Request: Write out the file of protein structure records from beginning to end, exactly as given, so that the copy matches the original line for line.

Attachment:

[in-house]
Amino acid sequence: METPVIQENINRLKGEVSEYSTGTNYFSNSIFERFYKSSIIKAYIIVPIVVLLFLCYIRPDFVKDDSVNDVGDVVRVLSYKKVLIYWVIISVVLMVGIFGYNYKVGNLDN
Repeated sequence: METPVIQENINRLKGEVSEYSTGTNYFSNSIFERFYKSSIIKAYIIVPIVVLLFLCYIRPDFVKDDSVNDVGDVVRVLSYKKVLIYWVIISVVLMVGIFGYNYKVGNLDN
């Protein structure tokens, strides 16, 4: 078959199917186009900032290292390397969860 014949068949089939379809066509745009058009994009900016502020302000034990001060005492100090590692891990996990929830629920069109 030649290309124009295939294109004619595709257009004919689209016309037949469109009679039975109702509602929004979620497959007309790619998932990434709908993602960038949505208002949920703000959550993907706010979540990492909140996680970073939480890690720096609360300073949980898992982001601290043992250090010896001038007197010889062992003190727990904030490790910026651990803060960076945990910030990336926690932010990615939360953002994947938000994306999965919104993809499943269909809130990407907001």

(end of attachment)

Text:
[in-house]
Amino acid sequence: METPVIQENINRLKGEVSEYSTGTNYFSNSIFERFYKSSIIKAYIIVPIVVLLFLCYIRPDFVKDDSVNDVGDVVRVLSYKKVLIYWVIISVVLMVGIFGYNYKVGNLDN
Repeated sequence: METPVIQENINRLKGEVSEYSTGTNYFSNSIFERFYKSSIIKAYIIVPIVVLLFLCYIRPDFVKDDSVNDVGDVVRVLSYKKVLIYWVIISVVLMVGIFGYNYKVGNLDN
């Protein structure tokens, strides 16, 4: 078959199917186009900032290292390397969860 014949068949089939379809066509745009058009994009900016502020302000034990001060005492100090590692891990996990929830629920069109 030649290309124009295939294109004619595709257009004919689209016309037949469109009679039975109702509602929004979620497959007309790619998932990434709908993602960038949505208002949920703000959550993907706010979540990492909140996680970073939480890690720096609360300073949980898992982001601290043992250090010896001038007197010889062992003190727990904030490790910026651990803060960076945990910030990336926690932010990615939360953002994947938000994306999965919104993809499943269909809130990407907001």